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Bill to make firing squad Idaho’s backup execution method heads to governor

House Bill 186 passed the Senate by a 24-11 vote; it overwhelmingly passed the House earlier this month


The bill would establish a firing squad as the state’s backup method of execution to lethal injection.

Photo/Dreamstime via TNS

By Kevin Fixler
Idaho Statesman

BOISE, Idaho — Idaho is poised to become the fifth U.S. state to approve prisoner executions by firing squad after the proposed law cleared the Legislature on Monday on its way to the governor’s desk.

House Bill 186, sponsored by Rep. Bruce Skaug, R- Nampa, and Sen. Doug Ricks, R- Rexburg, passed the Senate by a 24-11 vote. The bill would establish a firing squad as the state’s backup method of execution to lethal injection.

Backers argued that death sentences are effectively unenforceable in Idaho at the moment because prison officials have been unable to secure the drugs needed to carry out the state’s only current execution method. A lethal injection execution scheduled for December had to be postponed after the state could not obtain the drugs — with officials again acknowledging earlier this month that they have still to find them.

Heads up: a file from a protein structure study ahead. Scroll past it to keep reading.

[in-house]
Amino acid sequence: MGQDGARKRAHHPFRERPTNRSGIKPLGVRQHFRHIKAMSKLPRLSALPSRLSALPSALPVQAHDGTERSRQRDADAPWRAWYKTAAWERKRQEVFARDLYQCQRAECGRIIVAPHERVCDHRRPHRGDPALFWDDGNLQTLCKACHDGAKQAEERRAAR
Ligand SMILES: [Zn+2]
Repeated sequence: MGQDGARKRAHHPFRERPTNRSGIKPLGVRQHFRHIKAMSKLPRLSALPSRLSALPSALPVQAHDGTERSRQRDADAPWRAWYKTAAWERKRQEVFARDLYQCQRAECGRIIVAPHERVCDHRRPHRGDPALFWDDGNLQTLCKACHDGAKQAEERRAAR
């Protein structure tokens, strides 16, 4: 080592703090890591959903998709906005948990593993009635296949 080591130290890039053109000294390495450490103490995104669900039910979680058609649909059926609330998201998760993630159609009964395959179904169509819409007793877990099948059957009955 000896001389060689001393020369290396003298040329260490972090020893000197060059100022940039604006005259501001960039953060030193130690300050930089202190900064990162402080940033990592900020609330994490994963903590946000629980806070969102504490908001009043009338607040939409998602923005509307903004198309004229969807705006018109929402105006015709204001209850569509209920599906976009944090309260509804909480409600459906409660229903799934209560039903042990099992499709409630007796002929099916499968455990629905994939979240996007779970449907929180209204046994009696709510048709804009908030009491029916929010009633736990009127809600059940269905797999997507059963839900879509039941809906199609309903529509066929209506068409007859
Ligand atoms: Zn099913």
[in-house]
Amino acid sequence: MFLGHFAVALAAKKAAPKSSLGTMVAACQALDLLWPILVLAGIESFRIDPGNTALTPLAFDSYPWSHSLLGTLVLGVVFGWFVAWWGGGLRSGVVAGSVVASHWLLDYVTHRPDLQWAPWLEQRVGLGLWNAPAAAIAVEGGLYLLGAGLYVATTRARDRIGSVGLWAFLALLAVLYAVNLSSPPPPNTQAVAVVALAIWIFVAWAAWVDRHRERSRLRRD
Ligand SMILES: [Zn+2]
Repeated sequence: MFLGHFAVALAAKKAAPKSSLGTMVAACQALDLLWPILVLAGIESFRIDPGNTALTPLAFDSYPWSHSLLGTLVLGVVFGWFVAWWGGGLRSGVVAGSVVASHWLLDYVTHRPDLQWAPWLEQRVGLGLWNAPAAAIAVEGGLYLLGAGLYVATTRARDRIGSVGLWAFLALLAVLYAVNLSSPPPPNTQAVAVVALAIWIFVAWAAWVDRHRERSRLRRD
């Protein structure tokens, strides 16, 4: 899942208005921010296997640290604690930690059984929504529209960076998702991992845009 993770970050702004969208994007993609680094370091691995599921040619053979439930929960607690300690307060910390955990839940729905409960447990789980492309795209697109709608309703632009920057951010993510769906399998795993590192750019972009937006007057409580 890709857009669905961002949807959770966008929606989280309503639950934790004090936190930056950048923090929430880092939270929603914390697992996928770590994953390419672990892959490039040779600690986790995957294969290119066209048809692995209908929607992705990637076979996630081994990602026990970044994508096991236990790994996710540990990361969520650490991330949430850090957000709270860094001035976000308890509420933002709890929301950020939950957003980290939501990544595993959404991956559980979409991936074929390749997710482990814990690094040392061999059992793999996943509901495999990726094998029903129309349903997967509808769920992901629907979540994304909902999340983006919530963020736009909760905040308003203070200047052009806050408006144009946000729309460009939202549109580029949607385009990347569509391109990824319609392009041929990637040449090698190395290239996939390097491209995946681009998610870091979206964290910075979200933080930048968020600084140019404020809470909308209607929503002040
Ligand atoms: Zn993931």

“This is not talking about the merits of whether we should have the death penalty or not,” Ricks said during Senate debate Monday. “This is about justice. I do think this a humane way to do it.”

The bill overwhelmingly passed the Idaho House earlier this month, 50-15.

Attorney General Raúl Labrador helped draft the bill. In a phone interview after its Senate passage, Labrador told the Idaho Statesman that the decisive votes show lawmakers are on board with a firing squad as the state’s backup method going forward.

“It’s an issue that the state of Idaho should be careful and deliberate and swift in the way that we go about completing the process,” Labrador said. “I think they understand that we have an alternative so we can execute the judgment of the people.”